“Is the truth trapped behind iron lock and key?” asks Alex Giannascoli on “Guilty,” the closing track of his excellent new album, Rocket. When it comes to his music, the answer is a resounding yes.

Six years ago, the Philadelphia-based musician began releasing his lo-fi bedroom recordings on Bandcamp, with double-tracked vocals that’ve inspired some knee-jerk comparisons to the late Pacific Northwest singer/songwriter Elliott Smith. Giannascoli—who now records and performs under the moniker (Sandy) Alex G, after another musician trademarked the name Alex G in late 2015—isn’t all that much like Smith, but his experimental pop does have a similarly cultish following.

For someone who’s only spent 24 years on this planet, he’s already pretty prolific. Giannascoli’s released seven full-length records, and was invited to play guitar on Frank Ocean’s new albums Endless and Blonde. But he’s hesitant to say much about his own music. In an interview with Bandcamp last month, Giannascoli addressed this caginess, citing his fear that learning the meaning behind songs could “destroy the mystery.”

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The Nib's New Animated Series is 🔥

The Nib

The first episode of The Nib's new animated series is online today, and it's a perfectly TOO REAL political cartoon. It's produced by Matt Bors, the Portland-based founder of the The Nib whose analog comics appear weekly in the Mercury (check the front of the paper under our letters to the editor section), and the story for this animated episode was edited by our former news writer and forever-friend of the paper Sarah Mirk! 👏 👏 👏 to everyone involved!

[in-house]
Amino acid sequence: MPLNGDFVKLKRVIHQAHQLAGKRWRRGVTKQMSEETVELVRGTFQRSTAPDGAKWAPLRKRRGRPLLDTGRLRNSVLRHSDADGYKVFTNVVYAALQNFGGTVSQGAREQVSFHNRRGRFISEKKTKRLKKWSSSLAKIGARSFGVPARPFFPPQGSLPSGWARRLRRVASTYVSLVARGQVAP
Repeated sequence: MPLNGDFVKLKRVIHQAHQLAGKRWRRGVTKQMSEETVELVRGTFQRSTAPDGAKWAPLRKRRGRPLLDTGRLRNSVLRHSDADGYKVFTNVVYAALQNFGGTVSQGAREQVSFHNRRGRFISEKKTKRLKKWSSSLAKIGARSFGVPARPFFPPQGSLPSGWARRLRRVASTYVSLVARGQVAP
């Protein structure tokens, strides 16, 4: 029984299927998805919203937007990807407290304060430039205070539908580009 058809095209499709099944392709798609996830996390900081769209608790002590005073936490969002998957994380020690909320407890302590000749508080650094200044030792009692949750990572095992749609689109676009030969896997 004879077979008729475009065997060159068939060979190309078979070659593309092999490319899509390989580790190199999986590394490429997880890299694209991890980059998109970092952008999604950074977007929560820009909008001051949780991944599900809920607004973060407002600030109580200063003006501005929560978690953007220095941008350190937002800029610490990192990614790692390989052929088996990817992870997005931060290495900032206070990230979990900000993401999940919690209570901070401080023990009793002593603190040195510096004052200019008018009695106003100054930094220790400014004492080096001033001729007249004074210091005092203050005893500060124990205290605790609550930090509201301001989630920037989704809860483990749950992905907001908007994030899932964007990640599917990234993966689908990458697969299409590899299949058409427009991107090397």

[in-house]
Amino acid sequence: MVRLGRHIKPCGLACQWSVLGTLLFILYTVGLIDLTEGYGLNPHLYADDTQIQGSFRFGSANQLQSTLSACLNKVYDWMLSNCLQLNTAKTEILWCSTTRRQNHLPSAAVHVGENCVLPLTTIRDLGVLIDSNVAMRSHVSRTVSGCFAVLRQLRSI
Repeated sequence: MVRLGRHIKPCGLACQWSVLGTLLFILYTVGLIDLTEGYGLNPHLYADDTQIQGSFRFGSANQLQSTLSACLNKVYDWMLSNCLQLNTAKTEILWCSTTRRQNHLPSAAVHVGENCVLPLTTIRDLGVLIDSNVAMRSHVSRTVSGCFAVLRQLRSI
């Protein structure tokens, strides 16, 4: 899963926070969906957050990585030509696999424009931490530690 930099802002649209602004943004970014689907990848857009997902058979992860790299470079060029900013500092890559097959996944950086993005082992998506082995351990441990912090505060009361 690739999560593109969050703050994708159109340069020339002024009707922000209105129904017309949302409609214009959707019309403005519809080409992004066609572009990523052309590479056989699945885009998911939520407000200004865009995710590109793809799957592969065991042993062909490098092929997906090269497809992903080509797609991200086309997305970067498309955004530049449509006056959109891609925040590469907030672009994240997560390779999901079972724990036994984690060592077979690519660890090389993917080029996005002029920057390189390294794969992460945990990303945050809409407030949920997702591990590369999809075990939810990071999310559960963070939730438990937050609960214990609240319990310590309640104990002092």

This Week's Style Events

MOORE Custom Goods
MOORE Custom Goods Jeff Wong

Modified Style, an annual fundraising fashion show and competition that showcases the work of up and coming designers, is back with a fairly long list of hopefuls vying for the top spot in their category, which include youth, amateur, professional, and professional collection. Each designer is tasked with creating a one-of-a-kind garment made exclusively of recycled materials, and the main focus of the event is to bring awareness to the disposability of fast fashion and the damage and pollution it creates in the environment. MOORE won the professional category last year, and we all know how much that company has grown since. If you want to check out the next generation of Portland designers this is a great event to attend. Proceeds from the show this year will benefit Caldera Arts, a nonprofit that blends art and environmental education to improve the lives of underprivileged youth.
Crystal Ballroom, 1332 W Burnside, Thur June 22, 6:30 pm, $18- $50, all ages